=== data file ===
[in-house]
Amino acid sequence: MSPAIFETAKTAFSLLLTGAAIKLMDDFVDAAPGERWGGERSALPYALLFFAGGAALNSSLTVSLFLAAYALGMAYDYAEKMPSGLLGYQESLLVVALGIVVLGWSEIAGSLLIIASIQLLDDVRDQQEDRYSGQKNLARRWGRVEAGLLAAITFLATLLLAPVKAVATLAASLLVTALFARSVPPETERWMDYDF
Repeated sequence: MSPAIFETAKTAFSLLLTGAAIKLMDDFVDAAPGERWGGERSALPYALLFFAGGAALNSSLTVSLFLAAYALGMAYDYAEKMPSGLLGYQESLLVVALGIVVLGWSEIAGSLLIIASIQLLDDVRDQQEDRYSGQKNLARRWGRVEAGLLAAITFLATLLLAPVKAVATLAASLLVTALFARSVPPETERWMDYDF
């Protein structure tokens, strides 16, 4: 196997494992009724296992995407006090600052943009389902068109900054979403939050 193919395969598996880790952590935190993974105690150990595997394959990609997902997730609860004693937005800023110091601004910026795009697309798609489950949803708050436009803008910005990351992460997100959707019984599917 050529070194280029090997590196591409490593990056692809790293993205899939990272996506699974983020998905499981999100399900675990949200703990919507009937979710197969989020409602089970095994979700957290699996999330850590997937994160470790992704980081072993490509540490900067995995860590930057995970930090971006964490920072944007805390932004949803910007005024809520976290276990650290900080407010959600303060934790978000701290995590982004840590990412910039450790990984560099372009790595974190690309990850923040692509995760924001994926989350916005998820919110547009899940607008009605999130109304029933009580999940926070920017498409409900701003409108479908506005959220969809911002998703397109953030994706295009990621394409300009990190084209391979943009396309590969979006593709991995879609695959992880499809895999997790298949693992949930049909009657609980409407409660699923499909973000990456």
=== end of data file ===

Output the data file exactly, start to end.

[in-house]
Amino acid sequence: MSPAIFETAKTAFSLLLTGAAIKLMDDFVDAAPGERWGGERSALPYALLFFAGGAALNSSLTVSLFLAAYALGMAYDYAEKMPSGLLGYQESLLVVALGIVVLGWSEIAGSLLIIASIQLLDDVRDQQEDRYSGQKNLARRWGRVEAGLLAAITFLATLLLAPVKAVATLAASLLVTALFARSVPPETERWMDYDF
Repeated sequence: MSPAIFETAKTAFSLLLTGAAIKLMDDFVDAAPGERWGGERSALPYALLFFAGGAALNSSLTVSLFLAAYALGMAYDYAEKMPSGLLGYQESLLVVALGIVVLGWSEIAGSLLIIASIQLLDDVRDQQEDRYSGQKNLARRWGRVEAGLLAAITFLATLLLAPVKAVATLAASLLVTALFARSVPPETERWMDYDF
């Protein structure tokens, strides 16, 4: 196997494992009724296992995407006090600052943009389902068109900054979403939050 193919395969598996880790952590935190993974105690150990595997394959990609997902997730609860004693937005800023110091601004910026795009697309798609489950949803708050436009803008910005990351992460997100959707019984599917 050529070194280029090997590196591409490593990056692809790293993205899939990272996506699974983020998905499981999100399900675990949200703990919507009937979710197969989020409602089970095994979700957290699996999330850590997937994160470790992704980081072993490509540490900067995995860590930057995970930090971006964490920072944007805390932004949803910007005024809520976290276990650290900080407010959600303060934790978000701290995590982004840590990412910039450790990984560099372009790595974190690309990850923040692509995760924001994926989350916005998820919110547009899940607008009605999130109304029933009580999940926070920017498409409900701003409108479908506005959220969809911002998703397109953030994706295009990621394409300009990190084209391979943009396309590969979006593709991995879609695959992880499809895999997790298949693992949930049909009657609980409407409660699923499909973000990456």